The Stellar Cycle in the Small Magellanic Cloud
The Small Magellanic Cloud is a dwarf galaxy orbiting our Milky Way. It is classified as a dwarf irregular galaxy, with a diameter of about 19,000 light years, and containing several hundred million stars. It sits 200,000 light-years away in the constellations Tucana and Hydrus, near the South Celestial Pole.
The SMC has long been observed by inhabitants of the Southern Hemisphere, but it receives its common name from the Portuguese explorer Ferdinand Magellan.
The SMC is often forgotten for its larger neighbor, the LMC, but this galaxy contains a huge amount of interesting features. By using narrowband filters for ionized hydrogen and oxygen, we can get an idea of the star formation and death within this dwarf galaxy.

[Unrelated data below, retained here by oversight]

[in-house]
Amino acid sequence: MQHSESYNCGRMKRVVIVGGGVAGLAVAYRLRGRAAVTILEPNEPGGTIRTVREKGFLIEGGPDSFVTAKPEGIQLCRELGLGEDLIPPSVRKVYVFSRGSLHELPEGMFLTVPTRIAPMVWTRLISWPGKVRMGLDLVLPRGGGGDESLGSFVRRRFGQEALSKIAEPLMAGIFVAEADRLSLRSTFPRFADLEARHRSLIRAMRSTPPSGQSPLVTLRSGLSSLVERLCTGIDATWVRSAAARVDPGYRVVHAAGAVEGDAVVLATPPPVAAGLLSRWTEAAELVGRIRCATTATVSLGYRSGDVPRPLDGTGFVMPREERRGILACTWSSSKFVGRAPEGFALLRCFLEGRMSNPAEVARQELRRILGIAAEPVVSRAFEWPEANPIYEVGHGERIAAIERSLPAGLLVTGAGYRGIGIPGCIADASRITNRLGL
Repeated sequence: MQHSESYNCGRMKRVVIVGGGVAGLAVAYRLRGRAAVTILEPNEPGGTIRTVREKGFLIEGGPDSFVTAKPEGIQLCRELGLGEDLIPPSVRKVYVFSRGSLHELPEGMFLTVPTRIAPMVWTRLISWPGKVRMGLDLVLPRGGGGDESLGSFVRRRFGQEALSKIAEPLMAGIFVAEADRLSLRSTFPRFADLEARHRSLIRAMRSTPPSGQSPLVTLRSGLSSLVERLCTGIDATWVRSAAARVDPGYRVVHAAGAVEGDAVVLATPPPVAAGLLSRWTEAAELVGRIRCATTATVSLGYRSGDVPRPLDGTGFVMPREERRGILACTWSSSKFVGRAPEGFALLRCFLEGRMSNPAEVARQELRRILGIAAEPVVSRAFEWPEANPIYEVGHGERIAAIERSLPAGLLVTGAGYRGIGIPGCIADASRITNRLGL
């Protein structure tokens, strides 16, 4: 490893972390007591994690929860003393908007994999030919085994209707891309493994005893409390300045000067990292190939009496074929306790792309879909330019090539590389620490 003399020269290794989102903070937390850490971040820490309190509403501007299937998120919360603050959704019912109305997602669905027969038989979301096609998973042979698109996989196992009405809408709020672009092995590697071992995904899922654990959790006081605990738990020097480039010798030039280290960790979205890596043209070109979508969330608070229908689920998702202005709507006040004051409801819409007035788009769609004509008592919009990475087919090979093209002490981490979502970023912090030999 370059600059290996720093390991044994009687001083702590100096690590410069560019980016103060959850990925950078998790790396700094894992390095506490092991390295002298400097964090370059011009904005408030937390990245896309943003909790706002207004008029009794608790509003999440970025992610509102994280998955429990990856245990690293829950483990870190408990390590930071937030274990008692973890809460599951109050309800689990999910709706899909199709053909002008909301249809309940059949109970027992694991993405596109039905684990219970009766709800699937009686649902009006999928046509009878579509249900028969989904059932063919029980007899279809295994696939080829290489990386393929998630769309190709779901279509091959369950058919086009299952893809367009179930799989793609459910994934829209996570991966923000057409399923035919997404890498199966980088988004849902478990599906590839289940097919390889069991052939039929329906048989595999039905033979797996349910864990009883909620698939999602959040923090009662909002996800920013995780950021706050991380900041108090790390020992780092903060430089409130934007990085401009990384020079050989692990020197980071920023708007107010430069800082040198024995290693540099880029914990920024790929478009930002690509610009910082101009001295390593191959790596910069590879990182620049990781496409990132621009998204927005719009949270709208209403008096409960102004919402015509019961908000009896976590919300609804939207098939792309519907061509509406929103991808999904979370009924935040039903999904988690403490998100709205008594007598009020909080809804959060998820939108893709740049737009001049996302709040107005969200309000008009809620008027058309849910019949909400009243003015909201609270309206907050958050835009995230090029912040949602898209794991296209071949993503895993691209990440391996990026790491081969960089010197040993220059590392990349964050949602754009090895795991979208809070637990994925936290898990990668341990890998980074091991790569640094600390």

Contained within are dozens of planetary nebulae, Hii regions, and supernova remnants. Places where stars die, and cast their elements out into space, and many regions where young stars are born. The intense radiation of all this activity ionizes the surrounding gas, to create this beautiful nebula structure.
This image was captured from the darkest observatory on the planet, in the Khomas Highlands in Namibia, at the foothills of the Gamsberg mountain. I used my 85mm scope to capture about 60hrs of exposure on this object.
This is a small limited edition fine art paper print run of 10 pieces. They are 16x20 with a 1" border making them 18x22". These prints ship worldwide.